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Favorable Study Outcomes Presented On Edwards Aortic Valves With RESILIA Tissue

COMMENCE Trial Four-Year Data Presented at the AATS 99th Annual Meeting



Edwards Lifesciences Corporation (NYSE: EW), the global leader in patient-focused innovations for structural heart disease and critical care monitoring, today announced results from the COMMENCE clinical study. The data show that Edwards’ bioprosthetic surgical aortic valves featuring the company’s novel RESILIA tissue platform continued to demonstrate favorable safety and hemodynamic performance through a median of four years follow-up, with no events of structural valve deterioration (SVD). The COMMENCE study enrolled 694 patients, 144 (21 percent) of which were under the age of 60 when they had surgical valve replacement. The data were presented at the American Association for Thoracic Surgery’s (AATS) 99th annual meeting.

“Patients undergoing valve replacement are living long lives and remaining more active through their later years, increasing the need for advanced valve replacement technologies,” said John D. Puskas, MD, principal investigator for the COMMENCE study. “The absence of structural valve deterioration in these patients is extremely encouraging and highlights the potential of valves containing RESILIA tissue for patients who may otherwise opt for a mechanical valve, which requires long-term use of blood thinning medications.”

Edwards’ innovative and proprietary RESILIA bovine pericardial tissue incorporates a novel integrity-preservation technology that may eliminate a key factor in calcification leading to valve deterioration. The technology also allows the valve to be stored under dry packaging conditions, facilitating ease of use in the operating room.Key findings from the study include:

  • There were no cases of early or late structural valve deterioration or valve thrombosis.
  • Mean transvalvular gradients at 1, 2, 3, and 4 years of follow-up were 10.2±4.6, 10.2±4.5, 10.8±6.0, 11.0±5.6 mm Hg, respectively.

“Edwards takes pride in our ability to innovate new technologies, such as RESILIA tissue, that can help improve long-term patient care and outcomes,” said Daveen Chopra, Edwards’ corporate vice president, surgical structural heart. “The RESILIA tissue platform was created with a vision to extend valve durability for a more active patient population, while reducing the need for long-term use of blood-thinning medication. These encouraging COMMENCE trial data suggest that we are on the path toward realizing that vision.”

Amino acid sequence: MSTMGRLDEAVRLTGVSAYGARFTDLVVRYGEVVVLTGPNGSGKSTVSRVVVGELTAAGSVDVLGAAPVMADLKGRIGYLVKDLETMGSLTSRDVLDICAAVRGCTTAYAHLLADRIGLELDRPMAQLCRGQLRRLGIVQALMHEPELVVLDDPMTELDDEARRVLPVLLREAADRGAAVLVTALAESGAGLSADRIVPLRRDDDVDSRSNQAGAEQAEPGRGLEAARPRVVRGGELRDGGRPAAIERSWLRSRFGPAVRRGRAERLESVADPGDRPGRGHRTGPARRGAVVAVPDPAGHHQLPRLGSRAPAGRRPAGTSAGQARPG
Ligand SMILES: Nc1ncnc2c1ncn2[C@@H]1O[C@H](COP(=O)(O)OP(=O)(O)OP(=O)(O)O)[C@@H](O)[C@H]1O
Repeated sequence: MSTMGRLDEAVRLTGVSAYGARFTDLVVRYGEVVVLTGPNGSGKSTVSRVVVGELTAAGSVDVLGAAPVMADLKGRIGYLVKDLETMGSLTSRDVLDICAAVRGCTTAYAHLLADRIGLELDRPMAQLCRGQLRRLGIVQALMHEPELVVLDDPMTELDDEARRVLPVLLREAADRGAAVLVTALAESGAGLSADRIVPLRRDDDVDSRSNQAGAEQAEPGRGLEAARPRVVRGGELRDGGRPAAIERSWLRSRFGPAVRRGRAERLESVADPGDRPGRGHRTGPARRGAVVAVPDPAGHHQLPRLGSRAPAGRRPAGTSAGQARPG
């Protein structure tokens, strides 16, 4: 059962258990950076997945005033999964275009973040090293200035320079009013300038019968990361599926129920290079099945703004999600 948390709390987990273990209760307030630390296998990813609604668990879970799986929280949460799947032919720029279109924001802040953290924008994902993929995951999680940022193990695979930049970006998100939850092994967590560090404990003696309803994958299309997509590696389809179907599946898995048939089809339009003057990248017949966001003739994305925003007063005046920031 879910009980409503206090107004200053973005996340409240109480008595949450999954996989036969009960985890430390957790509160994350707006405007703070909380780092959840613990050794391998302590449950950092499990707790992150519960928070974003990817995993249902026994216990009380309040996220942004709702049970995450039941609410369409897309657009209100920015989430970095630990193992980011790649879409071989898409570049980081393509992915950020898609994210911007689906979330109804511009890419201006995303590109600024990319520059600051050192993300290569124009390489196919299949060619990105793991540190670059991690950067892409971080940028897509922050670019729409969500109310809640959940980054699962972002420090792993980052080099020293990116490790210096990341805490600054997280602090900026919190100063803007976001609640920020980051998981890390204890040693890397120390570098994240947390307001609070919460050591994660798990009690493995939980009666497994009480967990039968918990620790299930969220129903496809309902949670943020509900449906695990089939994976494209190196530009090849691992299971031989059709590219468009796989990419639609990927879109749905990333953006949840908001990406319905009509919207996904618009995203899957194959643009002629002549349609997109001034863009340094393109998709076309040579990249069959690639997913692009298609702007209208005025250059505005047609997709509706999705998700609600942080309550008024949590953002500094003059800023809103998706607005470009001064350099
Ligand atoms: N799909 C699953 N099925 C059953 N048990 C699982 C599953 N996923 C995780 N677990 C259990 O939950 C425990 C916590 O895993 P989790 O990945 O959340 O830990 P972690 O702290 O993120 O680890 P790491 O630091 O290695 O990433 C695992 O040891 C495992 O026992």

The COMMENCE study is a prospective, non-randomized, multicenter, single-arm investigational device exemption (IDE) trial at 27 clinical sites across the United States and Europe. The trial enrolled 694 patients age 18 and older with diagnosed aortic valve disease and scheduled to undergo aortic valve replacement with or without coronary artery bypass graft (CABG). The COMMENCE trial is a PMA-approved study designed to evaluate the safety and effectiveness of surgical aortic heart valves with RESILIA tissue in this patient population for up to five years, with a subset of patients being evaluated through 10 years. At this stage, the study has recorded 2,533 patient-years of follow-up.

Additional five-year data from a European feasibility study of a bioprosthetic aortic valve with RESILIA tissue were presented last month at the Heart Valve Society Annual Meeting. This study, a prospective, single-arm observational clinical trial of 133 patients conducted at two clinical sites in Europe, also yielded positive results. There were no events of structural valve deterioration throughout the study period.

Edwards will further evaluate the novel RESILIA tissue platform through the RESILIENCE trial, a longer-term study that will follow up to 250 patients under the age of 65 who received an Edwards valve with RESILIA tissue. The study will examine calcification levels, hemodynamic deterioration and valve failure at years 5, 7, 9 and 11 as early potential predictors of valve durability.

Dr. Puskas is a consultant to Edwards Lifesciences.



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